The device handling the boot is "system" in the Disk Management flags and it will be handed control by the UEFI/BIOS, so must be on a device which is recognized by it.

Disk Management flags have the following meanings

"boot" = "this is the system you're running"
"system" = "this is where I found the boot files for the currently running system"
"active" (on the first HDD in the BIOS boot sequence) = "this is where I started the search for the boot files"
"active" (on subsequent HDDs in the BIOS boot sequence) ="this is where I will look if I don't find something in the MBR on the first HDD"

The boot process is :-

1.After pressing the power button, the PC’s firmware initiates a Power-On Self Test (POST) and loads firmware settings. This pre-boot process ends when a valid system disk is detected.
2.Firmware reads the master boot record (MBR), and then starts Bootmgr.exe. Bootmgr.exe finds and starts the Windows loader (Winload.exe) on the Windows boot partition.
3.Essential drivers required to start the Windows kernel are loaded and the kernel starts to run, loading into memory the system registry hive and additional drivers that are marked as BOOT_START.
4.The kernel passes control to the session manager process (Smss.exe) which initializes the system session, and loads and starts the devices and drivers that are not marked BOOT_START.
5.Winlogon.exe starts, the user logon screen appears, the service control manager starts services, and any Group Policy scripts are run. When the user logs in, Windows creates a session for that user.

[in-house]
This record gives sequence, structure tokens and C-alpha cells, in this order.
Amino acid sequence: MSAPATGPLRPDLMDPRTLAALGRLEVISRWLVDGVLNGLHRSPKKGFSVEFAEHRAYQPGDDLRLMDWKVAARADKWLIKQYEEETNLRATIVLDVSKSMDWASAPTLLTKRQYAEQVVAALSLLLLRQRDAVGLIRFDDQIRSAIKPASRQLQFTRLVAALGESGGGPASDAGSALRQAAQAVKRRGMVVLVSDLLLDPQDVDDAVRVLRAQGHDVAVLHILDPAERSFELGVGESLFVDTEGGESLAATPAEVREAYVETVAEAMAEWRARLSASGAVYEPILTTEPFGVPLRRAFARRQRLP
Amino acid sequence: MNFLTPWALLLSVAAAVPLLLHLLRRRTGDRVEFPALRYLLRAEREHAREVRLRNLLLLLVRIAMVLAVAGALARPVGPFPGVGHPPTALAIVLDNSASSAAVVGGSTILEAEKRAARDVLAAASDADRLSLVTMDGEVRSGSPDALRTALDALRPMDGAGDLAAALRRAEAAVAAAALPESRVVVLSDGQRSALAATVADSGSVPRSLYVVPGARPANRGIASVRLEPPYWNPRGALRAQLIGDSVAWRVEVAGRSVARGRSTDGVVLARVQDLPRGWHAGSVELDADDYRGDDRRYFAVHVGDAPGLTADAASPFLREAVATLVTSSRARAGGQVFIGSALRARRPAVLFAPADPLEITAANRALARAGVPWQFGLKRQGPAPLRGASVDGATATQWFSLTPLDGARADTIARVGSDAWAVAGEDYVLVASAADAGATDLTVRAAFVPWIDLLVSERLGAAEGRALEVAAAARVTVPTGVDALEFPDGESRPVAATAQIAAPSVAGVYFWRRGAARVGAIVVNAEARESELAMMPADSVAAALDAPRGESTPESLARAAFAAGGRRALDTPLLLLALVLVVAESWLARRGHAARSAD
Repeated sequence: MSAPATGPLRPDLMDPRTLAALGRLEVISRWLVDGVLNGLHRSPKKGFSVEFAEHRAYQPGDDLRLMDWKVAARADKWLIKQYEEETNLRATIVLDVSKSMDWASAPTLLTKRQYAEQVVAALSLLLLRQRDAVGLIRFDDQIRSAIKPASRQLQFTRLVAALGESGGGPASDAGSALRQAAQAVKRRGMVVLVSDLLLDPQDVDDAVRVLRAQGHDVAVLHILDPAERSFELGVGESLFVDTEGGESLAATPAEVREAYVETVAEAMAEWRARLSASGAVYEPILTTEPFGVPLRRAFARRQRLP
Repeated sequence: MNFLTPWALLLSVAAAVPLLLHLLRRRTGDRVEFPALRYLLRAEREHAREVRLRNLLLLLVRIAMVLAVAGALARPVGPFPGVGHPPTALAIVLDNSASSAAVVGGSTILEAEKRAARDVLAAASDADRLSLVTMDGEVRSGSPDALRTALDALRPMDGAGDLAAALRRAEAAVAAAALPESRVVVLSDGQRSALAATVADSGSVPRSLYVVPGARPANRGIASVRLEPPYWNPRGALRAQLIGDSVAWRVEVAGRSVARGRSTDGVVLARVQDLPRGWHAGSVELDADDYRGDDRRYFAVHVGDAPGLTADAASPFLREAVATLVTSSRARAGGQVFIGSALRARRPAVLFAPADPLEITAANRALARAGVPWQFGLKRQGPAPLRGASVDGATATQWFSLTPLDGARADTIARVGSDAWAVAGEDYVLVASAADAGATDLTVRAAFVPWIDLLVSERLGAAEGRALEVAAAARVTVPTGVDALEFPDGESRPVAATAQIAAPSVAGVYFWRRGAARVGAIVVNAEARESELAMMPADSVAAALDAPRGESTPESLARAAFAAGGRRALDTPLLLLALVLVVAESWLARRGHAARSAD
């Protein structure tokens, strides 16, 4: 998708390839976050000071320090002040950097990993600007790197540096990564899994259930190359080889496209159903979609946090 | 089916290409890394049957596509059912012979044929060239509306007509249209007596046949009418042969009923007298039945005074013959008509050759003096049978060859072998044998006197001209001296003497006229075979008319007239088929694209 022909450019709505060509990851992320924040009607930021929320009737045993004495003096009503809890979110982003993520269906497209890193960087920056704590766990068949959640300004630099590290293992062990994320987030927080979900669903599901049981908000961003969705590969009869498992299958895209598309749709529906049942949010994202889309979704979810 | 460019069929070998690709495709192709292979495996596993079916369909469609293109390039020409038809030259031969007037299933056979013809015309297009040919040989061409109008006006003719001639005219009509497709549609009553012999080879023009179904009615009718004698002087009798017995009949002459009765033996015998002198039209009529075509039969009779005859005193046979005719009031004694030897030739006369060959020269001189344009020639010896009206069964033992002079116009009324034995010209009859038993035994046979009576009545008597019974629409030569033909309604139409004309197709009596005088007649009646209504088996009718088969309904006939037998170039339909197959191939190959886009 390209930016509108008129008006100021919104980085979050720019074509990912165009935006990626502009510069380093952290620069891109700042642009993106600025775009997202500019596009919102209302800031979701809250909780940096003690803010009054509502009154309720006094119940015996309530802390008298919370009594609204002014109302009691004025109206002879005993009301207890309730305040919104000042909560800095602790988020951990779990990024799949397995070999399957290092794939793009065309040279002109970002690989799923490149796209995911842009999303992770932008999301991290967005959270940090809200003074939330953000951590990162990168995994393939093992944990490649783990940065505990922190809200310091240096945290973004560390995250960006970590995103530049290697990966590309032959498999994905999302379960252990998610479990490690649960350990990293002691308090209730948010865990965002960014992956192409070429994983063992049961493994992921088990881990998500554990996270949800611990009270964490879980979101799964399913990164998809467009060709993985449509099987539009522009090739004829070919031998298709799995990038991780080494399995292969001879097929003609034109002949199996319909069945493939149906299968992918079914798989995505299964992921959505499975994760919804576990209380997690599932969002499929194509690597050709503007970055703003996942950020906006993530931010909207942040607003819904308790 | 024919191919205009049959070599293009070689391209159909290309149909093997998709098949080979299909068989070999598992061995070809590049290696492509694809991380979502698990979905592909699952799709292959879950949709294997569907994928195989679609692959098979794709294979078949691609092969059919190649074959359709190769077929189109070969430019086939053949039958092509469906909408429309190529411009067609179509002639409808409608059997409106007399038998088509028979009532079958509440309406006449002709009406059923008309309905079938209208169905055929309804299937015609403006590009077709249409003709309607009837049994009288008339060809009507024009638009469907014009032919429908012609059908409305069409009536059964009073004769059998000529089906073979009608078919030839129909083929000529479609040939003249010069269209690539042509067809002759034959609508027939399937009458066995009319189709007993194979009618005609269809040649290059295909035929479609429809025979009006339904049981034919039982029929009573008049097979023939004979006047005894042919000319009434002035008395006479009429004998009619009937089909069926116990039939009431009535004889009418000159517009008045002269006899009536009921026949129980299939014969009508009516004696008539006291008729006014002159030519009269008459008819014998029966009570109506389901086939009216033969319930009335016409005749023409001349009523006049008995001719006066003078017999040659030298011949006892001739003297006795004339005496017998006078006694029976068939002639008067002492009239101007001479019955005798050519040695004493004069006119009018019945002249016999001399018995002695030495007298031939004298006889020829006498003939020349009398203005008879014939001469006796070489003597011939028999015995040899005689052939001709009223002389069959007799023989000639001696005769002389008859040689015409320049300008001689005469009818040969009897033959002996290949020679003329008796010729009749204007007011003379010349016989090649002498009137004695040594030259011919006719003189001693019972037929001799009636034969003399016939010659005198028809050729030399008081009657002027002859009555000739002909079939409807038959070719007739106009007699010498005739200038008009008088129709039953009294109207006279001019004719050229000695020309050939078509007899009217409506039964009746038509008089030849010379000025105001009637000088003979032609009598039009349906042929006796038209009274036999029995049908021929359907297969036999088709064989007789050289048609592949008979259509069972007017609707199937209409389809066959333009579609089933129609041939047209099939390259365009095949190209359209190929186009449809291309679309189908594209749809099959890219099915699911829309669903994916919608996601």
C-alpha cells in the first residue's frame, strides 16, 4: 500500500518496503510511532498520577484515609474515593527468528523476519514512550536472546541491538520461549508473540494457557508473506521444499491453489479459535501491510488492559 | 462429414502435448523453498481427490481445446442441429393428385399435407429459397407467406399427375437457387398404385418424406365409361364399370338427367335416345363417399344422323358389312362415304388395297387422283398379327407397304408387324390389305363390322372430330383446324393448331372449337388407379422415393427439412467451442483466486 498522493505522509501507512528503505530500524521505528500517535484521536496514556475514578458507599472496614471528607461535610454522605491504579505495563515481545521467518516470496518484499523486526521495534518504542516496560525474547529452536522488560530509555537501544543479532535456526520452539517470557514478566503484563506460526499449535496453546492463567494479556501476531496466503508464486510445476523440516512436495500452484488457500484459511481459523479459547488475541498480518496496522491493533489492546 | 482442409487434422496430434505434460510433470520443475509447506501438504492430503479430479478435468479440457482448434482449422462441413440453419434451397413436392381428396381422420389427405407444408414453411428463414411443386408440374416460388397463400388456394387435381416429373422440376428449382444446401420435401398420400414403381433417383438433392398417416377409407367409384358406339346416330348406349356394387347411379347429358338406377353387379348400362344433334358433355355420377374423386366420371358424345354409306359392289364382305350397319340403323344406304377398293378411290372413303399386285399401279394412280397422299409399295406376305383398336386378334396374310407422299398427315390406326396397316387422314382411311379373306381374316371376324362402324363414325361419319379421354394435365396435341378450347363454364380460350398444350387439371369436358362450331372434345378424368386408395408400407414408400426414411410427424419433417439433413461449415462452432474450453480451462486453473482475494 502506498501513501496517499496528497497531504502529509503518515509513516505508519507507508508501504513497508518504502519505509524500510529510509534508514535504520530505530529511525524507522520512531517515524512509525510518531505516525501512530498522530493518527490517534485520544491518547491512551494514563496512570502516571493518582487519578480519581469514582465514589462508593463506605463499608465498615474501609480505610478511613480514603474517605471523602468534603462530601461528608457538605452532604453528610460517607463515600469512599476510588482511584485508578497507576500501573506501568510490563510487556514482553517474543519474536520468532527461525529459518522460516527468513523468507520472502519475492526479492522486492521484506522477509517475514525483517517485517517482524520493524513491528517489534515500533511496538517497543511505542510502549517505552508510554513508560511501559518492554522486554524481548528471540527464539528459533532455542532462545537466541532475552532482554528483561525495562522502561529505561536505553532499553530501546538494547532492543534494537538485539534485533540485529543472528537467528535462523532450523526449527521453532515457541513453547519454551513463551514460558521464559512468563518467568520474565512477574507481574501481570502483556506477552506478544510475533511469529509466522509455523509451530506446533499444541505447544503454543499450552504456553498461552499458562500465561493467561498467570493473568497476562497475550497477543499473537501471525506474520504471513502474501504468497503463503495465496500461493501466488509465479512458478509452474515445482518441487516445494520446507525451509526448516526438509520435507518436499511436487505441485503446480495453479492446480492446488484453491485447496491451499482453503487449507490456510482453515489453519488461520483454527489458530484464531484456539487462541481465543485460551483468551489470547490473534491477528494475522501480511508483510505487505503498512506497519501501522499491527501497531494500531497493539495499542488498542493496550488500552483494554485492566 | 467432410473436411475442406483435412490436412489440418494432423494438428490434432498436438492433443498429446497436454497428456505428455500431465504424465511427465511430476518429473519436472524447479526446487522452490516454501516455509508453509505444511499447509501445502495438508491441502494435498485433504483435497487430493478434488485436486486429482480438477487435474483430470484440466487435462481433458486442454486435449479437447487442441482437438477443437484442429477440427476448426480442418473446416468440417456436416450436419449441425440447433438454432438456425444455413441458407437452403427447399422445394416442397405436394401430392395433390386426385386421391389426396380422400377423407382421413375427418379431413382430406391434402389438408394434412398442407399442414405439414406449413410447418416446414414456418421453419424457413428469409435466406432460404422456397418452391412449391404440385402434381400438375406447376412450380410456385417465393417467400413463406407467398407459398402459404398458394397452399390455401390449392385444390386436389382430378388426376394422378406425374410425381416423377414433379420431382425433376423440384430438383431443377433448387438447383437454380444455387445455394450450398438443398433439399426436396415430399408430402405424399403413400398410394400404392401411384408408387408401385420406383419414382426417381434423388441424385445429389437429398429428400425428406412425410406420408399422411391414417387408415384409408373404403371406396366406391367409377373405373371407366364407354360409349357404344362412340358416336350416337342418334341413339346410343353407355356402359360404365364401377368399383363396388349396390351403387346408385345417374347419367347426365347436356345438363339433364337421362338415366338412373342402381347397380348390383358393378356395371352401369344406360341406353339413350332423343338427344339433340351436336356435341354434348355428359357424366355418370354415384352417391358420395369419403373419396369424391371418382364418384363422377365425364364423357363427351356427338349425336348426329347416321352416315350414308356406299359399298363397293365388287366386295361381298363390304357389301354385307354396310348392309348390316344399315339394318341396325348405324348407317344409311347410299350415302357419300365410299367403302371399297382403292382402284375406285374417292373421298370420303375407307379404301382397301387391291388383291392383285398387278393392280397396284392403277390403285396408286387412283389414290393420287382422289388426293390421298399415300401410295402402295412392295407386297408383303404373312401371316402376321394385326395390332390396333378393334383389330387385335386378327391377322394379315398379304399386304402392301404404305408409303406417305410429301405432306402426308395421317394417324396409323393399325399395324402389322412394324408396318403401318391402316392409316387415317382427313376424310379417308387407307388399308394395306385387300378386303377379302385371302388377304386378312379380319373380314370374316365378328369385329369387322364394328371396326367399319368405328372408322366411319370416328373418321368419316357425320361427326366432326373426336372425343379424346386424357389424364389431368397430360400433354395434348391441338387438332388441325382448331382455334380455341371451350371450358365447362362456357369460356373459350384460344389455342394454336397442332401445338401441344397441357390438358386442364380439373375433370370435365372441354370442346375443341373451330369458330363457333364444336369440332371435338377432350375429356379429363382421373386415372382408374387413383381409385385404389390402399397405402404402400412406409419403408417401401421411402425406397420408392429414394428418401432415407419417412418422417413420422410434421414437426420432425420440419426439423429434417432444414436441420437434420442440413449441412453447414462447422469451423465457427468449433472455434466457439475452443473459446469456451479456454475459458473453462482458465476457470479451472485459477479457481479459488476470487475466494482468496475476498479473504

6.Explorer.exe starts, the system creates the desktop window manager (DWM) process, which initializes the desktop and displays it.
 

N. Bapegual

New Member
Thank you Terry for this comprehensive answer.
To make sure I got it right: Choosing, as I did, the operating system located on the NVMe disk during startup when prompted to choose, is DEEMED TO FAIL because the process was then handled back again by the pre-boot process which could not detect the NVMe disk.
Back to the beginning: the fact that my system can detect this NVMe PCIe disk when a OS is loaded from a SATA disk, means that my hardware is kind of compatible with NVMe PCIe disks, doesn't it. So one could think that the inability to detect this NVMe disk during pre-boot is just a question of compatible/uncompatible UEFI/BIOS. Is that right ? Is there any kind of "open-source UEFI/BIOS" available to users, compatible with the more common motherboards ?
 

Terry60

Knows where his towel is.
Staff member
Windows is capable of detecting the device, but your BIOS chipset is obviously not sufficiently up to date. The only thing I can suggest is a check with your mobo OEM's support website for a BIOS update flash with that level of support.
 

mqudsi

Mostly Harmless
Staff member
Are you presuming the availability of another, non-NVMe disk in the system?